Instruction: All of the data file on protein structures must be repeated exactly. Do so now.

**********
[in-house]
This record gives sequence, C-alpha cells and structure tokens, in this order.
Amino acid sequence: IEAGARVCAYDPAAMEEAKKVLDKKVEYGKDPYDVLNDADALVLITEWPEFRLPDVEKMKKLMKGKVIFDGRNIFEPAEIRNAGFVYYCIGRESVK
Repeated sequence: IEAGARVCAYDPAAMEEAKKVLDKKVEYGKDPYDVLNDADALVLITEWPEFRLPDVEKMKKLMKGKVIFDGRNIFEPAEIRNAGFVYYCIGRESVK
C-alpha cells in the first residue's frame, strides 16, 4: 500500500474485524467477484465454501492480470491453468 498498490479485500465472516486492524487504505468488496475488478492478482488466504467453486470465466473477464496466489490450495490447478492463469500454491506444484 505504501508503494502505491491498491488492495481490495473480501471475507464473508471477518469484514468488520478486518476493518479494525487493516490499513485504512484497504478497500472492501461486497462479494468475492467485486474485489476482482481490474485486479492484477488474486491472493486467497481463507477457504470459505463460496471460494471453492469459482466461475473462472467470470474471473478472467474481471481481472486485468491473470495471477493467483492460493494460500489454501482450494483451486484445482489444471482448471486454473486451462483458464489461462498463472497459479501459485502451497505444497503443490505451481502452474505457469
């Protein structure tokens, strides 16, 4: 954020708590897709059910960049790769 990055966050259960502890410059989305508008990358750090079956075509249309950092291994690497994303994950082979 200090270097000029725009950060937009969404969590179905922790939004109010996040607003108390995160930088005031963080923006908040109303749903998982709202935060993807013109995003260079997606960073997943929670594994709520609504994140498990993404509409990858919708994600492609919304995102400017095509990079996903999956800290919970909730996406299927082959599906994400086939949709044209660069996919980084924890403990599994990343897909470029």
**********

[in-house]
This record gives sequence, C-alpha cells and structure tokens, in this order.
Amino acid sequence: IEAGARVCAYDPAAMEEAKKVLDKKVEYGKDPYDVLNDADALVLITEWPEFRLPDVEKMKKLMKGKVIFDGRNIFEPAEIRNAGFVYYCIGRESVK
Repeated sequence: IEAGARVCAYDPAAMEEAKKVLDKKVEYGKDPYDVLNDADALVLITEWPEFRLPDVEKMKKLMKGKVIFDGRNIFEPAEIRNAGFVYYCIGRESVK
C-alpha cells in the first residue's frame, strides 16, 4: 500500500474485524467477484465454501492480470491453468 498498490479485500465472516486492524487504505468488496475488478492478482488466504467453486470465466473477464496466489490450495490447478492463469500454491506444484 505504501508503494502505491491498491488492495481490495473480501471475507464473508471477518469484514468488520478486518476493518479494525487493516490499513485504512484497504478497500472492501461486497462479494468475492467485486474485489476482482481490474485486479492484477488474486491472493486467497481463507477457504470459505463460496471460494471453492469459482466461475473462472467470470474471473478472467474481471481481472486485468491473470495471477493467483492460493494460500489454501482450494483451486484445482489444471482448471486454473486451462483458464489461462498463472497459479501459485502451497505444497503443490505451481502452474505457469
């Protein structure tokens, strides 16, 4: 954020708590897709059910960049790769 990055966050259960502890410059989305508008990358750090079956075509249309950092291994690497994303994950082979 200090270097000029725009950060937009969404969590179905922790939004109010996040607003108390995160930088005031963080923006908040109303749903998982709202935060993807013109995003260079997606960073997943929670594994709520609504994140498990993404509409990858919708994600492609919304995102400017095509990079996903999956800290919970909730996406299927082959599906994400086939949709044209660069996919980084924890403990599994990343897909470029």